Electrophysiologic effects of nitroglycerin during experimental coronary occlusion.
Previous studies have shown that nitroglycerin (TNG) exerts beneficial electrophysiological effects in the setting of acute myocardial ischemia. To investigate the basis for these actions, the effects of TNG during coronary occlusion were studied in 19 anesthetized mongrel dogs. Refractory periods (obtained by extrastimulus method) and conduction times measured from local electrograms were determined in potentially ischemic and nonischemic areas prior to and after varying periods of occlusion of the left anterior descending coronary artery and following administration of TNG (300-400 mug intravenous bolus followed by an infusion titrated to reduce systolic blood pressure by 20 mm Hg). Following 15 minutes of occlusion, refractory periods in the ischemic zones shortened to 83% of control (P less than 0.001) resulting in a difference between refractory periods in the nonischemic and ischemic zones of 17.7%. After TNG administration this difference was decreased to 10.0% (P less than 0.001). However, with periods of occlusion of 60-90 min TNG did not significantly affect the difference of refractory periods. TNG had no significant effects on conduction times in nonischemic or ischemic areas. In six dogs, the effects of coronary occlusion and TNG on ventricular automaticity were examined by induction of complete heart block. The idioventricular rate and ventricular escape intervals after cessation of ventricular overdrive were used as indices of automaticity. Control idioventricular rates (62.5 +/- 3.7 beats/min) remained unchanged following both coronary occlusion (62.0 +/- 3.9) and TNG administration (60.7 +/- 3.2). Similarly, mean control escape intervals (1.84 +/- 0.2 sec) did not change after occlusion (1.78 +/- 0.3 sec) or TNG administration (1.86 +/- 0.2 sec). In conclusion, these observations suggest that 1) TNG enhances the electrical stability of the acutely ischemic myocardium by decreasing the difference of refractory periods between nonischemic and ischemic areas in the immediate period following occlusion, 2) since TNG has no significant effects on ventricular automaticity, its beneficial effects might be limited in suppression of arrhythmias of re-entrant origin.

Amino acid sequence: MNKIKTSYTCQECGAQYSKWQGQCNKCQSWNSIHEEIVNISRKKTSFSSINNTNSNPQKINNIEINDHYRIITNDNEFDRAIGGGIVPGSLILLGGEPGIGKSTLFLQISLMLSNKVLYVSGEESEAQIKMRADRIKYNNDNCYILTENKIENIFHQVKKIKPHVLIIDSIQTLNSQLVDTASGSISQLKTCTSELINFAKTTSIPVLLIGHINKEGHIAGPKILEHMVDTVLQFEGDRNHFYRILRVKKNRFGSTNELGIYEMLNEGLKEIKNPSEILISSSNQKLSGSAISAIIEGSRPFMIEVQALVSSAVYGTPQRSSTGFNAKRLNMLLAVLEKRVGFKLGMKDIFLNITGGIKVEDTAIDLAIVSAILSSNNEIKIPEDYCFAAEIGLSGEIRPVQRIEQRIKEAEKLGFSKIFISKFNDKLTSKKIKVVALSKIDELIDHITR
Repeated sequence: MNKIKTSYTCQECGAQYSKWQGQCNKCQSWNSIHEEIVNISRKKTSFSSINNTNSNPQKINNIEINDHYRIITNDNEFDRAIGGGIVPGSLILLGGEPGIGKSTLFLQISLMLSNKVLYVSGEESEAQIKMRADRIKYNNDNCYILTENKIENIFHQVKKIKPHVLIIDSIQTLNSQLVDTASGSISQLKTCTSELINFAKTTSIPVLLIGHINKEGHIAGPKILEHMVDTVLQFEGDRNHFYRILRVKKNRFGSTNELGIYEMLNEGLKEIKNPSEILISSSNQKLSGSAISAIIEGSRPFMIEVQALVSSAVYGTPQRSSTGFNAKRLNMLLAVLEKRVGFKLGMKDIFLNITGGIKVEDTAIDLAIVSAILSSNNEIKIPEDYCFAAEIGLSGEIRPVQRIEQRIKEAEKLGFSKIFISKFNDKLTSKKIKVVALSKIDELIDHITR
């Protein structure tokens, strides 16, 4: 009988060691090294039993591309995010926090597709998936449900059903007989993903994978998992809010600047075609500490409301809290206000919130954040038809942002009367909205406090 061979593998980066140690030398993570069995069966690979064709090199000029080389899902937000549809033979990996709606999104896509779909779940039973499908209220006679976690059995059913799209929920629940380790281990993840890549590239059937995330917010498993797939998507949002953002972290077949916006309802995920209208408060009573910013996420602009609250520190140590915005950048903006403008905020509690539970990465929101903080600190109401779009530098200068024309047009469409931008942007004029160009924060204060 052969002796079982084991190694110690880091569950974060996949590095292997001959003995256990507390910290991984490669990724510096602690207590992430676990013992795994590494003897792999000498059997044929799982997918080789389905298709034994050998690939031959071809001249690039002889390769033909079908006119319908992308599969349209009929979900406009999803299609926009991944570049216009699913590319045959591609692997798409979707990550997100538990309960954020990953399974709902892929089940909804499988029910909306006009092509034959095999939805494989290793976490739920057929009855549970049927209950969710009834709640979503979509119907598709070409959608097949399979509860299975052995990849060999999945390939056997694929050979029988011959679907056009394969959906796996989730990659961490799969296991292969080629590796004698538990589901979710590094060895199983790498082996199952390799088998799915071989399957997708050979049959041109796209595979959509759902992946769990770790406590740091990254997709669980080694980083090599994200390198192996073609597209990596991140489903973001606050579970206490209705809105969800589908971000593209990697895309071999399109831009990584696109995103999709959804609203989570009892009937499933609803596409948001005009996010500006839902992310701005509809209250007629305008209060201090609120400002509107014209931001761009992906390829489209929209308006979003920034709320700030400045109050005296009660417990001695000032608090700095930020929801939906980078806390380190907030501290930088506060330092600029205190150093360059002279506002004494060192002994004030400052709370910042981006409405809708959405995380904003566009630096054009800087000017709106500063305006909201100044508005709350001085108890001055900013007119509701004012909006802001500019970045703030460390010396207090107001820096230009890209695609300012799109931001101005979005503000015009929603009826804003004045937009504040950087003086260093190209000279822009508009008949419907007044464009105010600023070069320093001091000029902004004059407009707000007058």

- Copyright © 1975 by American Heart Association